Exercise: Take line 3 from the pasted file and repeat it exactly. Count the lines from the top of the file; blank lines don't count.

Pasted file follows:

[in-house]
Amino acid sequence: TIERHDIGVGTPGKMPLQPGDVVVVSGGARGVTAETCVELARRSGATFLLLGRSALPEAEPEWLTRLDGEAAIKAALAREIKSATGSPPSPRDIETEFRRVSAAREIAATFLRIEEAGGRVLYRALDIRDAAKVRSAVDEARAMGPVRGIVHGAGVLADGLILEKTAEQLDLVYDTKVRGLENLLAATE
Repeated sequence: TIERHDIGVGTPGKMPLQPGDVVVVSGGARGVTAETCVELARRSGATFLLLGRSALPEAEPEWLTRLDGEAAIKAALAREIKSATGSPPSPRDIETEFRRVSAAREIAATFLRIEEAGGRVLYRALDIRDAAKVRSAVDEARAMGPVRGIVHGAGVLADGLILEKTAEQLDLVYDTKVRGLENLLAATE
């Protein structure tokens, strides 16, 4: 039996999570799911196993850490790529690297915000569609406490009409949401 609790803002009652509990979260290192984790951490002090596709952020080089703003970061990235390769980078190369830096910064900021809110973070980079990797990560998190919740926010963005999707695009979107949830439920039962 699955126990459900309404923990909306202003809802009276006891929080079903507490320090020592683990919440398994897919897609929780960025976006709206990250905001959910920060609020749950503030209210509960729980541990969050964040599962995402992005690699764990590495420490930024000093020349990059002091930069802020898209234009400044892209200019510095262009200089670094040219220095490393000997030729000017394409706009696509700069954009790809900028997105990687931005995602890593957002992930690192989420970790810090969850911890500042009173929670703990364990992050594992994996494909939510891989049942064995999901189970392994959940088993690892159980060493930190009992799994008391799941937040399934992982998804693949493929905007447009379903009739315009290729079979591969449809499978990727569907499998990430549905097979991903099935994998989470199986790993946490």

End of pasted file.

Repeated sequence: TIERHDIGVGTPGKMPLQPGDVVVVSGGARGVTAETCVELARRSGATFLLLGRSALPEAEPEWLTRLDGEAAIKAALAREIKSATGSPPSPRDIETEFRRVSAAREIAATFLRIEEAGGRVLYRALDIRDAAKVRSAVDEARAMGPVRGIVHGAGVLADGLILEKTAEQLDLVYDTKVRGLENLLAATE